Epoxy Pots

It is our mission to make Ragnarok the most awesome sailing vessel in the whole united world of east TN to infinity and beyond.  So we tackled a project on our to-do list: potting the handrails.  Lemme break down what this means….

The top of our hull is a fiberglass/balsa wood/fiberglass sandwich (I think I may have previously covered this design, but I’ll go over it again for sanity’s sake).  Any fixture that is attached to the hull is done so by secured screws,bolts,fixtures what have you that were well sealed when originally installed.  However our boat is 30 years old, and what was once well sealed, may be letting water into the core.  Since this is the basis of what has caused our “soft spot” of rotted balsa wood in need of a major repair, Erik decided to prevent any more rotting shenanigans by “potting” fastening points.  We create pots by removing the original fixture, drilling out a hole much larger, filling with rot-proof epoxy, then re-drilling the hole through the new epoxy pot.  This way in the future if the seal does start leaking again it will not come in contact with balsa wood which means no more rotting soft spots!

I was excited to see how this project would turn out since it is similar to the task we will take on when we do the deck core repair. We started on the starboard handrail (the port side is where the soft spot is, and it goes under both handrails).  We popped of the wooden caps that once sealed the screws so well and screwed out the screws to remove the handrail.  Then Erik went through with his large drill bit and started to drill out the holes.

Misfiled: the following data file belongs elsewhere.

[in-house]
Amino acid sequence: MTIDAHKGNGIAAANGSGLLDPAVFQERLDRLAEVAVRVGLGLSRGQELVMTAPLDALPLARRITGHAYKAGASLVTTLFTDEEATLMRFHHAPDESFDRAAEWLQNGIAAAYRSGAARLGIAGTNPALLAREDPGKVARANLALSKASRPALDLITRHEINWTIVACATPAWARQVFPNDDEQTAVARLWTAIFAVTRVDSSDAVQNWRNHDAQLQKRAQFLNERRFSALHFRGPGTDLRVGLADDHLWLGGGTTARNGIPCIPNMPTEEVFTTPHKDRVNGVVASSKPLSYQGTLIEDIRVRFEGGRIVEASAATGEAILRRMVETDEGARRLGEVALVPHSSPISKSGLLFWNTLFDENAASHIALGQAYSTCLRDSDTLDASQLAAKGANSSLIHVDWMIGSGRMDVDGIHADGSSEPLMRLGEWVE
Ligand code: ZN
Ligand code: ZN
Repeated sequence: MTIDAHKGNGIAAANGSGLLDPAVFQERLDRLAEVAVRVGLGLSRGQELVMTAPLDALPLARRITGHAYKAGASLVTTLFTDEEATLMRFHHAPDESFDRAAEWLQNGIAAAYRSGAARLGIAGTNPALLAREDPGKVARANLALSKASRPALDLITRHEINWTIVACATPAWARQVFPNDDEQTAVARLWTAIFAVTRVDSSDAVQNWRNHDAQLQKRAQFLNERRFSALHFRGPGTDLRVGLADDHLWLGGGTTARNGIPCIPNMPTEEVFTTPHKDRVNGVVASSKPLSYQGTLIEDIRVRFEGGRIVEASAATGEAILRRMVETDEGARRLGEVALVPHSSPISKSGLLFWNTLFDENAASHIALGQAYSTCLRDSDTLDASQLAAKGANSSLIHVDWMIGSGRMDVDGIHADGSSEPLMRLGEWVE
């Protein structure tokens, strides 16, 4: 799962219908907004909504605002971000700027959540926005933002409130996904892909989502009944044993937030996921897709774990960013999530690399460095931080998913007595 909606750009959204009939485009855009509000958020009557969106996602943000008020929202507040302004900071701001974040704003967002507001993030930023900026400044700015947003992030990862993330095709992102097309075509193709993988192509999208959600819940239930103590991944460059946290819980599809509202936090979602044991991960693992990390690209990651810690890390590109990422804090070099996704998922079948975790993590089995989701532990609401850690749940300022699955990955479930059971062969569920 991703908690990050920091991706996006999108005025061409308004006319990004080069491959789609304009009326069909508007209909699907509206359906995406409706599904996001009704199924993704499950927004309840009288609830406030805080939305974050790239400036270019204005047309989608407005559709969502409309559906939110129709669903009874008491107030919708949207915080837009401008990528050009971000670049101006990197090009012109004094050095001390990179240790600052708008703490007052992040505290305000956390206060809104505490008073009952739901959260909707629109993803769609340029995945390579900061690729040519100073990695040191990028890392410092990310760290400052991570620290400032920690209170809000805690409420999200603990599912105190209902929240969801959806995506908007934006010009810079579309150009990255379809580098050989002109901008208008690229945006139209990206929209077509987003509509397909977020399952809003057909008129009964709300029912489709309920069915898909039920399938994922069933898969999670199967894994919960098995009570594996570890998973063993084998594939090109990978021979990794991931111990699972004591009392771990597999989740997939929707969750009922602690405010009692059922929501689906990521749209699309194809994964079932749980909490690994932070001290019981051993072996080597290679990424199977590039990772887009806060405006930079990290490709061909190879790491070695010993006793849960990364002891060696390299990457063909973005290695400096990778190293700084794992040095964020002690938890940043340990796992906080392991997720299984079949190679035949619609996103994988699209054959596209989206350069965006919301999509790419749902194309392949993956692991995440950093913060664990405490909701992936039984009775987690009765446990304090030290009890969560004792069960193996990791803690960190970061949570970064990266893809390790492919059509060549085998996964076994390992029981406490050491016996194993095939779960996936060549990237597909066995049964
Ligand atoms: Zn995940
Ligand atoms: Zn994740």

There were 7 screw holes and 6 of them were completely bone dry! Great news!  There was one that looked like just a tiny bit of moisture was getting to the wood, but we scraped inside of the fiberglass until we got to dry balsa wood, so it will prevent any rotting.  In the picture below, the bottom wood scrapings appear darker than the one in the upper.  The bottom was the one with moisture.  So glad to have got that fixed!




So after we drilled out the hole we scraped out the inside of the hole even more. Erik cleaned the mess up with a handheld vac and some tweezers and then we were ready to make our epoxy mix! The epoxy plan was to make the regular epoxy (3 parts epoxy, 1 part hardener) which is pretty runny.  We were to inject the runny goo in first, let it set/soak for a couple min, remove the epoxy, add a thickener and then re-inject.  This makes sense to me, so that with the runny stuff it can reach all the nooks and crannies and then the thickened stuff gives it bulk.



Erik making an epoxy batch.


injecting epoxy into our drilled out pots


While Erik was watching the epoxy harden (believe me folks he tended to it for the next 50 min) I decided I wanted the Bimini up! This is the shade cover.  I thought it would have been much easier with a second hand but alas my partner was busy.  After putting it on backwards once and getting bopped in the head a few times I did it!



Ahhh! It looks and feels so good!


Bimini up, and more finished brightwork added! Cupholders and little wooden inserts. Looks slick!




Enjoying dusk after a long hot day spent working on the boat.


So overall it was a good experience in playing with fiberglass, messing with balsa wood core, and mixing epoxy which I believe will all be crucial in THE BIG PROJECT.  Can’t wait to tackle that… whenever the weather cooperates!


After spending all this time working on the boat, I can’t wait for a float trip soon, Erik owes me (because really I do all the hard work, it’s not easy being moral support 😉

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1 Response

  1. Bill Grabenstein says:

    Hi CJ, Eric, I’m so glad to seeing you two work hard on your vessel, I spent too much of my young life on yard work and gardens that were gone by winter, you will have a beautiful trustworthy yacht to show for your efforts, Keep up the good work. Love Dad

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